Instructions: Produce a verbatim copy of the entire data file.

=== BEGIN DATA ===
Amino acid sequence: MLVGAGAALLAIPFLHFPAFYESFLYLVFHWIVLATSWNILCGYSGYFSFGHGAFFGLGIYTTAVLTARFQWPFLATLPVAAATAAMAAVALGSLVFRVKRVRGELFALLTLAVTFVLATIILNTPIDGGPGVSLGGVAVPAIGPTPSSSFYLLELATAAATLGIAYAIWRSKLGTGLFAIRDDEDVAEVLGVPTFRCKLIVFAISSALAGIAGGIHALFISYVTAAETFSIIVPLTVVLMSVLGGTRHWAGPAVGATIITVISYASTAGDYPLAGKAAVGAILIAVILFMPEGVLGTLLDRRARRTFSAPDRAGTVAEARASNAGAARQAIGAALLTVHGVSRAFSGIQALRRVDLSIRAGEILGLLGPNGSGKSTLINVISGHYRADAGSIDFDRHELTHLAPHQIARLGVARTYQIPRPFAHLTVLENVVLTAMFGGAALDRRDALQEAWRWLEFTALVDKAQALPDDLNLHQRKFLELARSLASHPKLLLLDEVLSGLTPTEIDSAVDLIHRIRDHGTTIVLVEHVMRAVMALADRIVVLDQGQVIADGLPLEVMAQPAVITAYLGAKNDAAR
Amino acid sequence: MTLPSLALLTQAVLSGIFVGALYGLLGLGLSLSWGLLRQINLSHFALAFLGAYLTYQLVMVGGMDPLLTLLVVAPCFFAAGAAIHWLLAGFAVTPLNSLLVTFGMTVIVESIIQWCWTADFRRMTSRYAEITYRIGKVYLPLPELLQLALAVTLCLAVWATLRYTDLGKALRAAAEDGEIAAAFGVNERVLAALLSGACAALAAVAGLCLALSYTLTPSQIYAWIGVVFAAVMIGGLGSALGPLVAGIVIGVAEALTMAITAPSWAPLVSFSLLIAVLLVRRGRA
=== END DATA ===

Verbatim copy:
Amino acid sequence: MLVGAGAALLAIPFLHFPAFYESFLYLVFHWIVLATSWNILCGYSGYFSFGHGAFFGLGIYTTAVLTARFQWPFLATLPVAAATAAMAAVALGSLVFRVKRVRGELFALLTLAVTFVLATIILNTPIDGGPGVSLGGVAVPAIGPTPSSSFYLLELATAAATLGIAYAIWRSKLGTGLFAIRDDEDVAEVLGVPTFRCKLIVFAISSALAGIAGGIHALFISYVTAAETFSIIVPLTVVLMSVLGGTRHWAGPAVGATIITVISYASTAGDYPLAGKAAVGAILIAVILFMPEGVLGTLLDRRARRTFSAPDRAGTVAEARASNAGAARQAIGAALLTVHGVSRAFSGIQALRRVDLSIRAGEILGLLGPNGSGKSTLINVISGHYRADAGSIDFDRHELTHLAPHQIARLGVARTYQIPRPFAHLTVLENVVLTAMFGGAALDRRDALQEAWRWLEFTALVDKAQALPDDLNLHQRKFLELARSLASHPKLLLLDEVLSGLTPTEIDSAVDLIHRIRDHGTTIVLVEHVMRAVMALADRIVVLDQGQVIADGLPLEVMAQPAVITAYLGAKNDAAR
Amino acid sequence: MTLPSLALLTQAVLSGIFVGALYGLLGLGLSLSWGLLRQINLSHFALAFLGAYLTYQLVMVGGMDPLLTLLVVAPCFFAAGAAIHWLLAGFAVTPLNSLLVTFGMTVIVESIIQWCWTADFRRMTSRYAEITYRIGKVYLPLPELLQLALAVTLCLAVWATLRYTDLGKALRAAAEDGEIAAAFGVNERVLAALLSGACAALAAVAGLCLALSYTLTPSQIYAWIGVVFAAVMIGGLGSALGPLVAGIVIGVAEALTMAITAPSWAPLVSFSLLIAVLLVRRGRA